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Dune: a review

by Rob Friesel

I think it’s very easy to have mixed (but very strong) feelings about Dune. Thus follows two reviews in one1:

Fawning: (“It’s a science fiction classic!”) ★★★★★

On the back of the edition in my library is a quote from Arthur C. Clarke:

“Unique… I know of nothing comparable to it except The Lord of the Rings.”

Indeed, there seems to be nothing else in the science fiction corpus quite like Dune. An epic in every sense of the word–a scope so vast and a background so rich that Frank Herbert felt it necessary to give us a glossary and a series of appendices. The text is rife with all manner of allusions, riddled with sub-plots and suggestions and intimations of a profound and magnificent history (both real and imagined) of which we will receive only a taste. And through it all, the riveting tale of Paul-Muad’Dib Atreides–the messianic figure whose journey into the echelons of manhood and leadership propels us headlong through this fascinating universe.

And coming into this story for the first time in 2010–some 45 years after its initial publication–you can quickly and easily see how it has influenced so much of what came after it. Reading it, I was struck by how much it reminded me of so many of my favorite science fiction milieus from over the years. The feuding noble houses reminded me instantly of the BattleTech franchise–the Succession Wars and the complex alliances and rivalries2. The demi-medievalism brought to mind images from Star Wars–an empire with all of its pageantry, right down to the glamour of fencing. The ecological concerns suggest the work of Margaret Atwood or Ben Bova–what with all of the world-making and unmaking and the lens that shows how the world makes the men, even as the men make the world. And subtle hints in the galaxy-spanning religiousness that bring to mind Hyperion and A Fire Upon The Deep–the consecrated orders3 and incantations and mythology and an ear toward histories ancient and unknowable.

And in so many ways, this is the science fiction fan’s perfect vision of escapist literature. The rise of a mighty warrior in a legendary high-stakes saga where his will is put to the test by insurmountable foes and yet he emerges triumphant.

But then let down: (“Perhaps epic in scope but…”) ★★★☆☆

But perhaps that’s just it. Even if the novel withstands the test after forty-five years and remains as canon Epic Sci-Fi; and even if you acknowledge the strength of its influence on Everything That Came Afterward; and even if you agree with these points and think favorably of the novel (as I do) you might also find that you’d wished it was more… complex? subtle? nuanced? For all the dramatic tension, there is never any doubt of how things will end. There is never any question–not even from that first chapter–that Paul Atreides will (despite his earliest assertions to the contrary) come to wear the mantle of the Kwisatz Haderach, that he will become the mythical Lisan Al-Gaib. Even when fate is testing him, you can sense that the tragedies are more for your benefit as the reader than they are formative experiences for Paul; there is an armature of a plot with the young hero’s arrival, with the tragic events that plummet him into his questing and wandering, and with the climactic reversal that leads to his messianic ascendance. But through all of these trials and tribulations, Paul is always so… confident–there is never a moment’s doubt from him. He is a classic übermensch–pre-destined to greatness and he knows it and even when he denies it, he is still wrapped up in the mythology that surrounds him. And as a consequence… Paul is almost boring. Constantly tapping into his latent prescience to tell us what will happen next (and being right); constantly getting embroiled in hand-to-hand combat and winning; constantly inspiring the men and women around him to rally to his cause… Even when there is dissent, the dissent is in his favor–the Fremen challenging him to challenge Stilgar for command of the tribes4.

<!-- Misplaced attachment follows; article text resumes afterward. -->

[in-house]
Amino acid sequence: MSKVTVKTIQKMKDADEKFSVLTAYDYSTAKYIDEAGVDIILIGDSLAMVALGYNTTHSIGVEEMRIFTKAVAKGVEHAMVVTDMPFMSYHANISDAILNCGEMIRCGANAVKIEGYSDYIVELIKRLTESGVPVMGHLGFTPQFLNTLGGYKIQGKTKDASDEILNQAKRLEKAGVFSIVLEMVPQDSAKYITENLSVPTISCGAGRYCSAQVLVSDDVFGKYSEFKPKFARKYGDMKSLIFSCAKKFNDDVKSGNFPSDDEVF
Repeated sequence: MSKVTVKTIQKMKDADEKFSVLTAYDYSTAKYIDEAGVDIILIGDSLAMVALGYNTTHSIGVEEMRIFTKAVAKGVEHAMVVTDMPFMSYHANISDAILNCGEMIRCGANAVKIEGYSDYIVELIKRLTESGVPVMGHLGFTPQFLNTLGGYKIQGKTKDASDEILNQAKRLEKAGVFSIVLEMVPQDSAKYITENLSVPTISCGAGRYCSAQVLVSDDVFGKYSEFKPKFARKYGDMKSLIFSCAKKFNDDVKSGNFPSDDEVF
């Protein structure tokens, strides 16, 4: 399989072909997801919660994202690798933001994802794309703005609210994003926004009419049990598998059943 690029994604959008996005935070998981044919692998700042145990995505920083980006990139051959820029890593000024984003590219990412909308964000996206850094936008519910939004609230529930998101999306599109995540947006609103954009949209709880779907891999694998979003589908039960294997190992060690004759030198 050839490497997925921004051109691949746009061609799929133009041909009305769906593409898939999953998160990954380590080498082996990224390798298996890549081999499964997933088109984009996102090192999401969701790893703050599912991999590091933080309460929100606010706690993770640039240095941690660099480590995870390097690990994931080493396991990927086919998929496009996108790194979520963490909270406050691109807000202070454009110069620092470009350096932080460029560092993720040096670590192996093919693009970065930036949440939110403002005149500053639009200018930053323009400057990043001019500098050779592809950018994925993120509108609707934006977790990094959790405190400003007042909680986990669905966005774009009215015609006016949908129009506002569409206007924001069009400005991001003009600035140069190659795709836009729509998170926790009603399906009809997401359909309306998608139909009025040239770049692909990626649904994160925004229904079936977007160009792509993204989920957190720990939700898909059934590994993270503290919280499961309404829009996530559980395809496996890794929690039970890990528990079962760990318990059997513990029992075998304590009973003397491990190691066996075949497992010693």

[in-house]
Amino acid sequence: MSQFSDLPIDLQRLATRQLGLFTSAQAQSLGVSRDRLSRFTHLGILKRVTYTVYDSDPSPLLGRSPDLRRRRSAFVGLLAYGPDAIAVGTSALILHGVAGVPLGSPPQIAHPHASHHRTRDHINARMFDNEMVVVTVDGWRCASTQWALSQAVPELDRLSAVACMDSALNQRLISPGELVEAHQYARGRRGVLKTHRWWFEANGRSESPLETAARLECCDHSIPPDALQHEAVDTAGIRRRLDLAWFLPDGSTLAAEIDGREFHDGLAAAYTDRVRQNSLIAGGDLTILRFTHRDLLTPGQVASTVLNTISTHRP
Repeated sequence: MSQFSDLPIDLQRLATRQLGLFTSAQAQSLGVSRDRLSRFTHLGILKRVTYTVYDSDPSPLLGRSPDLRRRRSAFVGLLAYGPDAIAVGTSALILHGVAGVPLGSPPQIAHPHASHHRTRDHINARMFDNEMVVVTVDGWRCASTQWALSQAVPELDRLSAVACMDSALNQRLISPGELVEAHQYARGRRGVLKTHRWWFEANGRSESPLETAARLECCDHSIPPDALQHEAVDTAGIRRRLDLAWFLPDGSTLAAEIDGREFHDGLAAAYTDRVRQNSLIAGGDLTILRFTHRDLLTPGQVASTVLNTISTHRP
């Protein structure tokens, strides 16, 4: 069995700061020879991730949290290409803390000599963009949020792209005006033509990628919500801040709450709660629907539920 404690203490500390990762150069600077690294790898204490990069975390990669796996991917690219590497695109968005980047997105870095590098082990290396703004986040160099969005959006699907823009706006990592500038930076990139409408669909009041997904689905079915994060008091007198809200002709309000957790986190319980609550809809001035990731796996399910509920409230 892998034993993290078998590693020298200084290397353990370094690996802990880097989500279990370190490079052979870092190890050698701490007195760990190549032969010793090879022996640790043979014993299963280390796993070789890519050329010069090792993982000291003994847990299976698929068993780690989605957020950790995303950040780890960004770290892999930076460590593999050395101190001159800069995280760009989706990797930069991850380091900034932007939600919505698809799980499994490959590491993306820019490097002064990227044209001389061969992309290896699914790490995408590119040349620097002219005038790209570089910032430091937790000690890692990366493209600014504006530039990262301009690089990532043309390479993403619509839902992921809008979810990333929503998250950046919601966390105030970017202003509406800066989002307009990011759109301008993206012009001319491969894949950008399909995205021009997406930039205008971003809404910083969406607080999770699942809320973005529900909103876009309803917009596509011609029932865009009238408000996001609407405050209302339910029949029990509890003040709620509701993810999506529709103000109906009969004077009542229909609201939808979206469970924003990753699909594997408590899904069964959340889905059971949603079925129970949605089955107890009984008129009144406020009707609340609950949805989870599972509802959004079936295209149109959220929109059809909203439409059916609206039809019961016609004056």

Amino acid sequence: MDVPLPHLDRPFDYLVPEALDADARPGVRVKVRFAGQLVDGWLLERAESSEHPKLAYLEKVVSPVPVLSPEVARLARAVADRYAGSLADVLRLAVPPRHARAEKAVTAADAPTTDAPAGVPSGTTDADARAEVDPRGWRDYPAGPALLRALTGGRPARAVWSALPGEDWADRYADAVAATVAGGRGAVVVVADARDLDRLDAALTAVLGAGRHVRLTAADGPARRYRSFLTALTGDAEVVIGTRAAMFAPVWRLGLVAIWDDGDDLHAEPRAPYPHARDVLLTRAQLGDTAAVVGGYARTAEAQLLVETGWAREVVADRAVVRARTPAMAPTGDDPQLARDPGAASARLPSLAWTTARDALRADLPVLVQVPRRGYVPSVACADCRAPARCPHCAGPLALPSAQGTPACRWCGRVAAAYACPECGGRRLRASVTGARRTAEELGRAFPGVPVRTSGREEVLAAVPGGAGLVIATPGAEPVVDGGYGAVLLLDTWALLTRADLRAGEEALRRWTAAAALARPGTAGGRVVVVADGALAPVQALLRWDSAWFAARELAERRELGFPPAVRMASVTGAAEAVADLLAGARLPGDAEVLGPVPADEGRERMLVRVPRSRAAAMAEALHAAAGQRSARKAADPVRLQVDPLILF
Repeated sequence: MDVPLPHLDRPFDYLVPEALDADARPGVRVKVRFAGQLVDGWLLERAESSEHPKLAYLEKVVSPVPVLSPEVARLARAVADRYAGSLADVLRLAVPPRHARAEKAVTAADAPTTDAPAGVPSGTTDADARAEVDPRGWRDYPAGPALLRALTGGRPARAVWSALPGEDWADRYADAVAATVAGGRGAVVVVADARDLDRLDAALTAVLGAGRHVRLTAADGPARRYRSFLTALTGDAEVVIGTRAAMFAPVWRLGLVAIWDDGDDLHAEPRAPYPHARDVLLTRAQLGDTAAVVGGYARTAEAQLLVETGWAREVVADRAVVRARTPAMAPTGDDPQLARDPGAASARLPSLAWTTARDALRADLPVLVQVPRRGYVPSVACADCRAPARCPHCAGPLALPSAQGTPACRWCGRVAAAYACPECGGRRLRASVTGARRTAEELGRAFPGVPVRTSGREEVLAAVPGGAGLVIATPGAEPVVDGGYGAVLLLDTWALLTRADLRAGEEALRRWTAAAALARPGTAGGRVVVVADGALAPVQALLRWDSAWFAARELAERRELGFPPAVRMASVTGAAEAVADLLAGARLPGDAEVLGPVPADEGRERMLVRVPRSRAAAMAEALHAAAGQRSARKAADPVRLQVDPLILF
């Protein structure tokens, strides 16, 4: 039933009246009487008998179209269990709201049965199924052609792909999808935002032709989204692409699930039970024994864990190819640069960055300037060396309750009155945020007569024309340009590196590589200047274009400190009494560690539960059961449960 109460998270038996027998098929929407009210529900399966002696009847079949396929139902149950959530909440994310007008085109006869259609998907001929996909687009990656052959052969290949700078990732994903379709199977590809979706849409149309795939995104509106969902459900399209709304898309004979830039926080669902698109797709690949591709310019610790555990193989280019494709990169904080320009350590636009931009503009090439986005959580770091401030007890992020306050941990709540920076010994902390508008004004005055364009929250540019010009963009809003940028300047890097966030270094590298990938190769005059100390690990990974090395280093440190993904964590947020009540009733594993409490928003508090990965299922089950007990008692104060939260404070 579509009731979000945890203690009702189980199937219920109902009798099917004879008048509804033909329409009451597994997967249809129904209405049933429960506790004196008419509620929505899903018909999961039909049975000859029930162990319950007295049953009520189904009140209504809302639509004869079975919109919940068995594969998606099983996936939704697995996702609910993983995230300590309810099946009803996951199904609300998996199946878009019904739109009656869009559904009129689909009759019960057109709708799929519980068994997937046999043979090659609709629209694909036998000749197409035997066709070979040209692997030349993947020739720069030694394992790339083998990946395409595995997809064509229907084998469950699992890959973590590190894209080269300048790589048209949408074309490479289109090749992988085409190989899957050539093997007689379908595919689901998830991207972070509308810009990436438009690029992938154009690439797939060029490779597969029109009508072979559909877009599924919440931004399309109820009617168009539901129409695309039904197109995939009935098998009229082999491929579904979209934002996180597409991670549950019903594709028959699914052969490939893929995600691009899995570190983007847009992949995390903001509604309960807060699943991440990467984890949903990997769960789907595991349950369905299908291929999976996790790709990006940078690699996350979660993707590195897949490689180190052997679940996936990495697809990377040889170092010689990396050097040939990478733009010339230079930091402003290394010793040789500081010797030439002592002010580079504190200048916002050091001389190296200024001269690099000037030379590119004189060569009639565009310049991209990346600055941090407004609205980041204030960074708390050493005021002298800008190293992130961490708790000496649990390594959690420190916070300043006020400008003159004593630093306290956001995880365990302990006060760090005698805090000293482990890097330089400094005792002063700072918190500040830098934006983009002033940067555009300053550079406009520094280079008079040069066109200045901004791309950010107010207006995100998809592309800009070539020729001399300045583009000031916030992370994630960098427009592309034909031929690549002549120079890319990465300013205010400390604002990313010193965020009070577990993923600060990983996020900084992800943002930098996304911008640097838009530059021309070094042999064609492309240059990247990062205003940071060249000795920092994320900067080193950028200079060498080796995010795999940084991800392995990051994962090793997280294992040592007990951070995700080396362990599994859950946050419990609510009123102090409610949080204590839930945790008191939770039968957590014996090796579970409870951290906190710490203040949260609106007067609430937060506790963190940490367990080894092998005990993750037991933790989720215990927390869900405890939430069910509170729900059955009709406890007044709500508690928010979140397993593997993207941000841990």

And that is just the bits about Paul–that is not even to attempt to dissect what goes on there w/r/t/ the class system, or women and other issues of gender and sexuality.

But… and there’s that but again: but it is an enjoyable read and one that is fantastically imaginative and fully-realized. It has earned a lasting place in the science fiction corpus with good reason–and I am actually a little happy that it took me so long to get around to this one.

  1. With minor spoiler alerts! []
  2. The combatants are even referred to as “Houses”. []
  3. Monastic or merely apparently so. []
  4. And of course, this too ends just as we would predict. []

About Rob Friesel

Software engineer by day, science fiction writer by night. Author of The PhantomJS Cookbook and a short story in Please Do Not Remove. View all posts by Rob Friesel →

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